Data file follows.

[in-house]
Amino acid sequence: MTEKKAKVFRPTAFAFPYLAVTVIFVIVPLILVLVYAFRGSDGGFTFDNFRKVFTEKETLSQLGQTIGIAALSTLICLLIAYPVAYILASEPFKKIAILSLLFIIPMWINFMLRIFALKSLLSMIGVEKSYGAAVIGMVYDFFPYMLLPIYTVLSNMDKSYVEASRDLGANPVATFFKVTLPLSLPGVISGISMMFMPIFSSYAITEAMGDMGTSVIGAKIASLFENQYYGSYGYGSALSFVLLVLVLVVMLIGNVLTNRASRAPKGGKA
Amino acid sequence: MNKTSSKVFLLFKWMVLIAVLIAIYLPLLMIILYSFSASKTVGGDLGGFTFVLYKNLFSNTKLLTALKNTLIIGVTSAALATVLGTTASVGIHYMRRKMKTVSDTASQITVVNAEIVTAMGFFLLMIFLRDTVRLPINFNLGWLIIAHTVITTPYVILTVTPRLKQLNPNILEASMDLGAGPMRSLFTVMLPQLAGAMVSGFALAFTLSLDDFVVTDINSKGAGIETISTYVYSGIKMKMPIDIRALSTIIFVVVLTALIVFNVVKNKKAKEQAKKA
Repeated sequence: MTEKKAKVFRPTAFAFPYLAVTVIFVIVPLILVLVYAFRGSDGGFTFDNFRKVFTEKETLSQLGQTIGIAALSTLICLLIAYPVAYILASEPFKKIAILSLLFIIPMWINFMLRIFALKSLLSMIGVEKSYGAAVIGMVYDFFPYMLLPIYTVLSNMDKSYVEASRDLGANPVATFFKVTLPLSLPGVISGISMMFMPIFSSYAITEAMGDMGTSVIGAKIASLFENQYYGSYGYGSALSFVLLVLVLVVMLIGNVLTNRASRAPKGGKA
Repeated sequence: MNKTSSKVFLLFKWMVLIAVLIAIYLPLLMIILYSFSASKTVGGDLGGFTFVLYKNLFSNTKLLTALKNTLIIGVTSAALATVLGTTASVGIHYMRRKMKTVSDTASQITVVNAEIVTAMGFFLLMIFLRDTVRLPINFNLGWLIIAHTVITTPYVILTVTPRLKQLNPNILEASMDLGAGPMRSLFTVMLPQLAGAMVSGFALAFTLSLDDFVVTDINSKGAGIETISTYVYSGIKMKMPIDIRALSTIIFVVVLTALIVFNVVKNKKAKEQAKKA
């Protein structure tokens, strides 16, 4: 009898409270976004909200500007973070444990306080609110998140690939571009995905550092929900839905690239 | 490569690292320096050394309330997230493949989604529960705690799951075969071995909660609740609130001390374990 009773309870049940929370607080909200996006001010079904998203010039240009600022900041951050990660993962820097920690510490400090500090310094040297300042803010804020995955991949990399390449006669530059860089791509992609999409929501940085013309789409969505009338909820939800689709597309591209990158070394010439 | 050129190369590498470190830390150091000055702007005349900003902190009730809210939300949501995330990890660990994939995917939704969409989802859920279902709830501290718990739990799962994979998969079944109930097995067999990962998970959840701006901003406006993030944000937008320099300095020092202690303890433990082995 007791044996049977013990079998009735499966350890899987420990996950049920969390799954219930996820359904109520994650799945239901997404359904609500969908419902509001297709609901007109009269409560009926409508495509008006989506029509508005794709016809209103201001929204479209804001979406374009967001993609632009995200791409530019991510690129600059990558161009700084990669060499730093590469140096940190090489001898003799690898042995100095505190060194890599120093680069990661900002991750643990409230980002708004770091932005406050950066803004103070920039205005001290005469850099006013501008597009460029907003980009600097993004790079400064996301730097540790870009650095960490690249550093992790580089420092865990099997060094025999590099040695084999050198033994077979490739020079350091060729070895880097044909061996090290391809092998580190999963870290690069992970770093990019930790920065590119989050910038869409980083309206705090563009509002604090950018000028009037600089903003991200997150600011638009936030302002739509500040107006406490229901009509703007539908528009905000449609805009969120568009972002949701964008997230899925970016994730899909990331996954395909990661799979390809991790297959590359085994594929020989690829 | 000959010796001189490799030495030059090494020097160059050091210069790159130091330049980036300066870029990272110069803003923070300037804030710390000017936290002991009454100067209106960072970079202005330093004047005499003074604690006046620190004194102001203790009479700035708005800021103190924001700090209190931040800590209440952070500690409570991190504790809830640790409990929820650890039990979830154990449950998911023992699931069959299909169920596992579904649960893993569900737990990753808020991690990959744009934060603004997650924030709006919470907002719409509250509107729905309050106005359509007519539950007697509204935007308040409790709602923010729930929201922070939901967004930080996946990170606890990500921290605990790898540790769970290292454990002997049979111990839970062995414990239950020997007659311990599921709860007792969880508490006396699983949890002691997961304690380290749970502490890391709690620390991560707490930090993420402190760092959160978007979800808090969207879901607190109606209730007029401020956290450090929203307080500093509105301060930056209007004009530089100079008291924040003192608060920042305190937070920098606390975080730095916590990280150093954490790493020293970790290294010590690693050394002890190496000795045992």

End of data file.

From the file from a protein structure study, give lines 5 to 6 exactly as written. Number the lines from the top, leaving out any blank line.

Repeated sequence: MNKTSSKVFLLFKWMVLIAVLIAIYLPLLMIILYSFSASKTVGGDLGGFTFVLYKNLFSNTKLLTALKNTLIIGVTSAALATVLGTTASVGIHYMRRKMKTVSDTASQITVVNAEIVTAMGFFLLMIFLRDTVRLPINFNLGWLIIAHTVITTPYVILTVTPRLKQLNPNILEASMDLGAGPMRSLFTVMLPQLAGAMVSGFALAFTLSLDDFVVTDINSKGAGIETISTYVYSGIKMKMPIDIRALSTIIFVVVLTALIVFNVVKNKKAKEQAKKA
């Protein structure tokens, strides 16, 4: 009898409270976004909200500007973070444990306080609110998140690939571009995905550092929900839905690239 | 490569690292320096050394309330997230493949989604529960705690799951075969071995909660609740609130001390374990 009773309870049940929370607080909200996006001010079904998203010039240009600022900041951050990660993962820097920690510490400090500090310094040297300042803010804020995955991949990399390449006669530059860089791509992609999409929501940085013309789409969505009338909820939800689709597309591209990158070394010439 | 050129190369590498470190830390150091000055702007005349900003902190009730809210939300949501995330990890660990994939995917939704969409989802859920279902709830501290718990739990799962994979998969079944109930097995067999990962998970959840701006901003406006993030944000937008320099300095020092202690303890433990082995 007791044996049977013990079998009735499966350890899987420990996950049920969390799954219930996820359904109520994650799945239901997404359904609500969908419902509001297709609901007109009269409560009926409508495509008006989506029509508005794709016809209103201001929204479209804001979406374009967001993609632009995200791409530019991510690129600059990558161009700084990669060499730093590469140096940190090489001898003799690898042995100095505190060194890599120093680069990661900002991750643990409230980002708004770091932005406050950066803004103070920039205005001290005469850099006013501008597009460029907003980009600097993004790079400064996301730097540790870009650095960490690249550093992790580089420092865990099997060094025999590099040695084999050198033994077979490739020079350091060729070895880097044909061996090290391809092998580190999963870290690069992970770093990019930790920065590119989050910038869409980083309206705090563009509002604090950018000028009037600089903003991200997150600011638009936030302002739509500040107006406490229901009509703007539908528009905000449609805009969120568009972002949701964008997230899925970016994730899909990331996954395909990661799979390809991790297959590359085994594929020989690829 | 000959010796001189490799030495030059090494020097160059050091210069790159130091330049980036300066870029990272110069803003923070300037804030710390000017936290002991009454100067209106960072970079202005330093004047005499003074604690006046620190004194102001203790009479700035708005800021103190924001700090209190931040800590209440952070500690409570991190504790809830640790409990929820650890039990979830154990449950998911023992699931069959299909169920596992579904649960893993569900737990990753808020991690990959744009934060603004997650924030709006919470907002719409509250509107729905309050106005359509007519539950007697509204935007308040409790709602923010729930929201922070939901967004930080996946990170606890990500921290605990790898540790769970290292454990002997049979111990839970062995414990239950020997007659311990599921709860007792969880508490006396699983949890002691997961304690380290749970502490890391709690620390991560707490930090993420402190760092959160978007979800808090969207879901607190109606209730007029401020956290450090929203307080500093509105301060930056209007004009530089100079008291924040003192608060920042305190937070920098606390975080730095916590990280150093954490790493020293970790290294010590690693050394002890190496000795045992």